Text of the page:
Survived By launched on Steam on December 5th, 2018 and it’s a unique new free to play MMO by the U.S. based company Human Head Studios. The core gameplay in Survived by is remarkably similar to another game called Realm of the Mad God. What makes both of these two games special is that they both feature a permadeath system. Once a character dies, it’s dead forever. Unlike Realm of the Mad God though where death is extremely punishing, dying is a mechanic in Survived By which must be used to grow stronger. Players kill enemies, gain experience, acquire loot, and upon death they gain a special currency called Valr which can be used to gain legacies, which are passive permanent stat boosts which are carried over and applied to all future characters. So the higher level and better geared a character is on death, the more Valr acquired and the better legacies they’ll have access to. It’s actually an innovative concept and something no other MMORPG seems to have done. Permadeath in and of itself isn’t new to MMORPGs. It’s existed in numerous older games like Shaiyafor example and even in some form through hardcore mode in Path of Exile or Diablo 3, but no other game has used it as a means of progression. Continue reading
I was perusing some new free to play games on Steam the other day and I ended up trying this new shooter from Neowiz Games called Black Squad. It’s a very traditional Korean lobby based tactical shooter that plays almost exactly like Combat Arms or Alliance of Valiant Arms. Everything from the game’s interface to to core gameplay mechanics reminds me of other Korean tactical shooters. Despite not offering anything new the game had over 13,000 concurrent users. Those numbers came down a bit of the last week, but it still gets 7,000 – 10,000 concurrent players. Compare that to the recent open beta of Lawbreakers, an innovative new arena shooter from Boss Key Studios / Nexon which only got 4,500 or so concurrent users and quickly fell off each day of the open beta. How is it that this buy to play FPS that had a significant budget got so outperformed by a run of the mill lobby based shooter? Argo performed equally poorly on Steam despite offering an innovative new experience with an emphasis on realism. I think it’s because despite “generic” being a negative adjective for games it’s what people actually want. Continue reading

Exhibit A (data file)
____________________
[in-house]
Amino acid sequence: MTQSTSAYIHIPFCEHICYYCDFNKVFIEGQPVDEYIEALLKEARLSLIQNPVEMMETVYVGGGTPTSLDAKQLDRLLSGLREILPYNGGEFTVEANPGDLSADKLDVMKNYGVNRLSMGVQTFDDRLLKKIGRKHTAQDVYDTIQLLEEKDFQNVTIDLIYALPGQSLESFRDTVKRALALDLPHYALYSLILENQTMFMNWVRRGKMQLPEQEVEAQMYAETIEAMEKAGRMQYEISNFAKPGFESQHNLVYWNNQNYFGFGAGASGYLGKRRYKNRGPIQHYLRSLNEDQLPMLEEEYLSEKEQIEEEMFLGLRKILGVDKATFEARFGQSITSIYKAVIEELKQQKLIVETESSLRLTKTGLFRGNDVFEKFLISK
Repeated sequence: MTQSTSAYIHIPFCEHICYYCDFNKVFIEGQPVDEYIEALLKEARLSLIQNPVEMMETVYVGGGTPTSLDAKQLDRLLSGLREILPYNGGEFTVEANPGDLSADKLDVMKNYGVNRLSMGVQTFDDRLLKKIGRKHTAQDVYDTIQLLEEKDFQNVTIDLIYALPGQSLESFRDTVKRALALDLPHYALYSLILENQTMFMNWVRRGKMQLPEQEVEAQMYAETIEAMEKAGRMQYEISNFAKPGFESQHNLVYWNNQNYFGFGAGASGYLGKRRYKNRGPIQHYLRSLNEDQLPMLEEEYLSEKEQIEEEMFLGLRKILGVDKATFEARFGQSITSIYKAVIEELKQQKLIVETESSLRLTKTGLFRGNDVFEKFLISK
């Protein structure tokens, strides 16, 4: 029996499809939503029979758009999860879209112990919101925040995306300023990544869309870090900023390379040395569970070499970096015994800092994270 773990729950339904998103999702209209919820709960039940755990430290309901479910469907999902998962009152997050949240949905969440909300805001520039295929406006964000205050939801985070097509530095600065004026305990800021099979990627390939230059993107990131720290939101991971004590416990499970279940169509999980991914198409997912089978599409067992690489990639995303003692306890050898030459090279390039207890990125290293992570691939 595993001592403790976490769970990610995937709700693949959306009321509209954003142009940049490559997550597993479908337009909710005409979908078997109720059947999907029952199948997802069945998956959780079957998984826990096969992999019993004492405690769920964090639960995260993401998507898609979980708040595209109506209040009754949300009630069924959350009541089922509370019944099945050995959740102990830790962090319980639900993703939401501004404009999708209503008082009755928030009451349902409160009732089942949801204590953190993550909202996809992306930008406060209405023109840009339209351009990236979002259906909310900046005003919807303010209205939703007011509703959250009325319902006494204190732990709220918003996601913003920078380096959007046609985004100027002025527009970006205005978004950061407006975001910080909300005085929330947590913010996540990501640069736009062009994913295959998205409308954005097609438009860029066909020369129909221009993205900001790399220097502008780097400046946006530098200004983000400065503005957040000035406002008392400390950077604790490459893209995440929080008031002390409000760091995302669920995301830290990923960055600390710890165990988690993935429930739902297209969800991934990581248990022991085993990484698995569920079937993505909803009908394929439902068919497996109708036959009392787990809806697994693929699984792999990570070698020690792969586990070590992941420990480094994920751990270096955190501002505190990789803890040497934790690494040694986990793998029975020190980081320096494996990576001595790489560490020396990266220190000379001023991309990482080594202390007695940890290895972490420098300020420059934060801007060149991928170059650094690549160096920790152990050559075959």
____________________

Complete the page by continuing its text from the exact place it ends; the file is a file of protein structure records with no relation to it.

Final Fantasy XIV is my favorite modern MMORPG. I’m reluctant to say favorite MMORPG, because I grew up playing Dark Age of Camelot and EverQuest, so both of those games will hold an extra special place in my heart. There’s a lot to love about FF14, namely its gorgeous graphics, unique multi classing system, adorable emotes, countless glamors, and excellent late game boss mechanics. It also has the best player housing system I’ve seen in an MMORPG, but I haven’t seen the new homesteads in Elder Scrolls Online, which I heard was great. The one thing that nags me about FF14 though is that each job has zero actual customization. This means that every single Black Mage has access to the exact same set of skills. In fact, there’s ZERO difference between every max level black mage in the game. That’s right; zero class customization. Most people don’t criticize this feature because the class system overall is pretty great, as everyone can play EVERY class on a single character. Switching between classes only requires a player to equip a new weapon. Tired of being a mage? Just equip a bow and now you’re an archer! Being able to play every class on one character is great, but it doesn’t excuse the lack of customization on a per class basis. Yes, there are stat points, but there’s only ever 1 viable stat point build per class.